Across the pond

Grub around the globe

Lea Kopke

More stories from Lea Kopke

More stories from Lauren Spierings

COVID on campus
April 1, 2021

Photo by Lea Kopke

Note: “Across the Pond” is an ongoing column in which two freelance writers will be writing about the difference in cultures they are discovering during their semesters abroad. Lea Kopke is studying in Marburg, Germany and Lauren Spierings in Valladolid, Spain.

Lea (Germany)

As I prepared to start school in Germany, I held some preconceived notions regarding what the food would be like. I expected hearty meals and not a lot of flavor.  Unfortunately, I was correct in my prediction of a lack of spicy foods, but for the most part I’ve been surprised with the quality of foods available (minus their tendency to put corn and salami on pizza. That will never be okay).

A traditional German breakfast (Frühstück) consists of rolls served with butter, jam or a chocolate spread and a platter of various meats and cheeses. On a typical day, however, many students choose to eat Müsli, a cereal made of oats and whole grains mixed with various dried fruits and nuts. I have found Müsli to be the far superior version of granola, and typically eat it with milk or on top of my yogurt.

For many Germans, lunch (Mittagessen), is the most important — and largest — meal of the day. At my university, the main Mensa (student cafeteria) is only open for lunch and is a great example of a traditional German lunch. It serves various meat dishes, like burgers and sausages, along with one of endless different styles of potatoes. Most students, including myself, opt to instead go out to lunch at one of the many local restaurants or cook their own food back at their dorm or apartment. When I go out, I often eat Auflauf, which is the German version of casserole. Most restaurants in Marburg list at least a page or two of different varieties of Auflauf in their menus.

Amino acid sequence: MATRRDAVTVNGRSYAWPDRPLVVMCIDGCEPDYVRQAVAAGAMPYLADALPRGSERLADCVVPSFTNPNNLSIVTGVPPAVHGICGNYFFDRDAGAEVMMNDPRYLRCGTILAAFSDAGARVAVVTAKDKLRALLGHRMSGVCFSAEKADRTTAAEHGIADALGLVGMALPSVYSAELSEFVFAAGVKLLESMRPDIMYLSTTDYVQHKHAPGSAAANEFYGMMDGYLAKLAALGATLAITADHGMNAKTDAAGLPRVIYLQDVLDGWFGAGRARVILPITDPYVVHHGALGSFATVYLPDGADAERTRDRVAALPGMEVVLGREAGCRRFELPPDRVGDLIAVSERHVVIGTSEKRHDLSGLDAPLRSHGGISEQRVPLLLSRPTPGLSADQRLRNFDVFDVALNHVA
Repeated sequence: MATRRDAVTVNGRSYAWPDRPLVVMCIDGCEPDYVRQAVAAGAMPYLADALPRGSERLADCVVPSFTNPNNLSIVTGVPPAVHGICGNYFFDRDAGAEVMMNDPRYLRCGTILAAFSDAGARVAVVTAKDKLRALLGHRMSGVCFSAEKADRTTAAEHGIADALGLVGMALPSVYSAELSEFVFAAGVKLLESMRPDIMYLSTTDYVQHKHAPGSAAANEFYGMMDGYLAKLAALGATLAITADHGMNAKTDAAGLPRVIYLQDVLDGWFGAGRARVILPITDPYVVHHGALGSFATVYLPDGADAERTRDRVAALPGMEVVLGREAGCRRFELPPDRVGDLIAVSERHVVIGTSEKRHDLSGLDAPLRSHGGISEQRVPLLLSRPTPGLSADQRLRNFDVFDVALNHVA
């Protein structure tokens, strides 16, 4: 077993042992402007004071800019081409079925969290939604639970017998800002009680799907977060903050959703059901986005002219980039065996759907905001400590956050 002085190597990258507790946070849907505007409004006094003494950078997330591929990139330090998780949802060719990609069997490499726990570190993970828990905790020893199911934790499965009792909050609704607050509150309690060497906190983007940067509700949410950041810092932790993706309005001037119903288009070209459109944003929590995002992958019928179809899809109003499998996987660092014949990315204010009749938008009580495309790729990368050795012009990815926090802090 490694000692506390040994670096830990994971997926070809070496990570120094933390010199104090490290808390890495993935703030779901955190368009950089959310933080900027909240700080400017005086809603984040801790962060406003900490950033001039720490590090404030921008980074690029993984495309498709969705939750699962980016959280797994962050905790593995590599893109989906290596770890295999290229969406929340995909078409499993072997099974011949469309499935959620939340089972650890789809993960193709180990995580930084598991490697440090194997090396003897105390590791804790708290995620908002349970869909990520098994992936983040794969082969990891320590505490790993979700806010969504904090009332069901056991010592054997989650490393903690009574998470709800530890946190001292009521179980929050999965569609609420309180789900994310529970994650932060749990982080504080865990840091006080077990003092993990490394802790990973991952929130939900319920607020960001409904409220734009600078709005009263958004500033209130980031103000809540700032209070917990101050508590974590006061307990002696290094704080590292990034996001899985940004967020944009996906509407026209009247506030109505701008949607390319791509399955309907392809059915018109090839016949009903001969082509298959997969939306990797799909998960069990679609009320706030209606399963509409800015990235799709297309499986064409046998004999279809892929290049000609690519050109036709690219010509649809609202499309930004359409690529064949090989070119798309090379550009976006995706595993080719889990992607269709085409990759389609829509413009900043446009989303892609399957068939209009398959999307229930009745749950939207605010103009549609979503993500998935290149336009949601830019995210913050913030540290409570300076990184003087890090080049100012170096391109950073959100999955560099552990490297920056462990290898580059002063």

For dinner (Abendessen), German students tend to make or buy a much lighter meal. Almost a quarter of Marburg’s population is students, and 12 percent of them are international students, according to the university’s international office website. Because of this, the dorms are home to mostly international students. Each night I can smell a mixture of German, Korean, Pakistani and other types of food cooking in my floor’s shared kitchen. Many of my neighbors have been willing to share at least a bite of their dishes to teach others a bit more about their homes.One of the biggest differences I’ve noticed between cultures is the lack of fast food restaurants in Germany. Marburg has one McDonalds and one Subway, and that’s it. Luckily, finding a quick bite to eat remains a pretty easy task. The Germans have their own chain restaurant of sorts called Schwälmer-Brotladen. Rather than serving greasy food, SB serves bakery goods and sandwiches. I swear there’s one on every corner and in every train station. 

The only type of business more widespread than Schwälmer Brotladen is döner shops. Döner is a turkish type of kebab that is cut into thin slices and typically served stuffed into pita bread with a mixture of vegetables and sauces. The dish was created in Berlin by a Turkish immigrant in 1972, and has since spread throughout Germany. It is the German student’s go-to late night meal — the shops see a lot of traffic once the bars start closing — and is definitely a contender in being the favorite food that I’ve tried.

Lauren (Spain)